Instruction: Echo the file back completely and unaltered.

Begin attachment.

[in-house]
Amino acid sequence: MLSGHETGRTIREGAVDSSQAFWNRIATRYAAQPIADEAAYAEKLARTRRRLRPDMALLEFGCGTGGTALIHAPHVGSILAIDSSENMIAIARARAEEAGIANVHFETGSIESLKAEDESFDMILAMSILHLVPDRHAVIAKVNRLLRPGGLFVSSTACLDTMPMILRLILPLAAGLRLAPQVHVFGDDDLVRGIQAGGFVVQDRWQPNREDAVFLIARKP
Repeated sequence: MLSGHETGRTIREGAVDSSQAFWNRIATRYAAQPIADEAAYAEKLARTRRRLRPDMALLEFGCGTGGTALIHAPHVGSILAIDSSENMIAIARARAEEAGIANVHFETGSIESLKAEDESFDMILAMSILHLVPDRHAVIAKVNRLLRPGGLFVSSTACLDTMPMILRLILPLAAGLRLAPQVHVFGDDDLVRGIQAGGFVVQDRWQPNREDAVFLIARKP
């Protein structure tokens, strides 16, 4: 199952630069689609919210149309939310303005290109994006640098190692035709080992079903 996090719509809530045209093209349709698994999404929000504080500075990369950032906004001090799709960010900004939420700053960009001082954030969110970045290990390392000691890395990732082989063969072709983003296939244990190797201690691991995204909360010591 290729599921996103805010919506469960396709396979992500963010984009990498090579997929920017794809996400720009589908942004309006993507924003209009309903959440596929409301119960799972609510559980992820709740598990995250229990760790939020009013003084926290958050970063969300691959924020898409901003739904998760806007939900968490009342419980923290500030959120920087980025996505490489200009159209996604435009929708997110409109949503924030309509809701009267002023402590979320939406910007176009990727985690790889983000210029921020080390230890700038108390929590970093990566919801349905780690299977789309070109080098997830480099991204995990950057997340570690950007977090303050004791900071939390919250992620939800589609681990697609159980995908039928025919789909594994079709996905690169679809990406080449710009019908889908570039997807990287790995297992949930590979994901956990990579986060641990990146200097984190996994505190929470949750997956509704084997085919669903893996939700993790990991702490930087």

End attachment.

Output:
[in-house]
Amino acid sequence: MLSGHETGRTIREGAVDSSQAFWNRIATRYAAQPIADEAAYAEKLARTRRRLRPDMALLEFGCGTGGTALIHAPHVGSILAIDSSENMIAIARARAEEAGIANVHFETGSIESLKAEDESFDMILAMSILHLVPDRHAVIAKVNRLLRPGGLFVSSTACLDTMPMILRLILPLAAGLRLAPQVHVFGDDDLVRGIQAGGFVVQDRWQPNREDAVFLIARKP
Repeated sequence: MLSGHETGRTIREGAVDSSQAFWNRIATRYAAQPIADEAAYAEKLARTRRRLRPDMALLEFGCGTGGTALIHAPHVGSILAIDSSENMIAIARARAEEAGIANVHFETGSIESLKAEDESFDMILAMSILHLVPDRHAVIAKVNRLLRPGGLFVSSTACLDTMPMILRLILPLAAGLRLAPQVHVFGDDDLVRGIQAGGFVVQDRWQPNREDAVFLIARKP
């Protein structure tokens, strides 16, 4: 199952630069689609919210149309939310303005290109994006640098190692035709080992079903 996090719509809530045209093209349709698994999404929000504080500075990369950032906004001090799709960010900004939420700053960009001082954030969110970045290990390392000691890395990732082989063969072709983003296939244990190797201690691991995204909360010591 290729599921996103805010919506469960396709396979992500963010984009990498090579997929920017794809996400720009589908942004309006993507924003209009309903959440596929409301119960799972609510559980992820709740598990995250229990760790939020009013003084926290958050970063969300691959924020898409901003739904998760806007939900968490009342419980923290500030959120920087980025996505490489200009159209996604435009929708997110409109949503924030309509809701009267002023402590979320939406910007176009990727985690790889983000210029921020080390230890700038108390929590970093990566919801349905780690299977789309070109080098997830480099991204995990950057997340570690950007977090303050004791900071939390919250992620939800589609681990697609159980995908039928025919789909594994079709996905690169679809990406080449710009019908889908570039997807990287790995297992949930590979994901956990990579986060641990990146200097984190996994505190929470949750997956509704084997085919669903893996939700993790990991702490930087």